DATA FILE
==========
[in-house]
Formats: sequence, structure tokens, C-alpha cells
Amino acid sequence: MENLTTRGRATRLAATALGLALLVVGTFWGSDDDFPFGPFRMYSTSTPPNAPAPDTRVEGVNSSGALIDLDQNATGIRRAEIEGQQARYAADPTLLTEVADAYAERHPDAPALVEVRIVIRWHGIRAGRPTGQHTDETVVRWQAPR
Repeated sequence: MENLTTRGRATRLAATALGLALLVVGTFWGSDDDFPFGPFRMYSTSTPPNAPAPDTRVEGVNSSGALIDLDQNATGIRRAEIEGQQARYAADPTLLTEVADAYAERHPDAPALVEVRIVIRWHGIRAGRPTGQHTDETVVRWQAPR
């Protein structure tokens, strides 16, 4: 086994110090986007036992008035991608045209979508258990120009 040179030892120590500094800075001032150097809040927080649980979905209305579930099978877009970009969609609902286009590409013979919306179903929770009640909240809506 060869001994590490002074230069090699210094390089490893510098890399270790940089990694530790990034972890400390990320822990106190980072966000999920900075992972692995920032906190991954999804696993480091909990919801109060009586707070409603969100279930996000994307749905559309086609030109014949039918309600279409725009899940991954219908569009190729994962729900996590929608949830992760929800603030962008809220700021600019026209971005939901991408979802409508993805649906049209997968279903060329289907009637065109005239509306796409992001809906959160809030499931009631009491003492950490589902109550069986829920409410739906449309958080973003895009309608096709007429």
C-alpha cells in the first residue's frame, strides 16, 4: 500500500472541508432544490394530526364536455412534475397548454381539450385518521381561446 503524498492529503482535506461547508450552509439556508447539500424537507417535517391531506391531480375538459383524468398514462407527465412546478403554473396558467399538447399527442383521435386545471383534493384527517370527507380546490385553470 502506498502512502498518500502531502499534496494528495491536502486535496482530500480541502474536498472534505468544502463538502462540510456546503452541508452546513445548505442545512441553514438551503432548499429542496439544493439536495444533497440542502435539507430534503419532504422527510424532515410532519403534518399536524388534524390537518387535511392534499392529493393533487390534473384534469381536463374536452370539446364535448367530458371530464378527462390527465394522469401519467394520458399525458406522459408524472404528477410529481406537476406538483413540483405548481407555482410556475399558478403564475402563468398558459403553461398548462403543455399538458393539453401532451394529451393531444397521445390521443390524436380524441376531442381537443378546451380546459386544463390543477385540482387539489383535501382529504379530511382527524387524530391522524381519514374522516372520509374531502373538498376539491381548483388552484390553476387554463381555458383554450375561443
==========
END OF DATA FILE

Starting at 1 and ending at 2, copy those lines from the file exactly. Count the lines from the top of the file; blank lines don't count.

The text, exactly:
[in-house]
Formats: sequence, structure tokens, C-alpha cells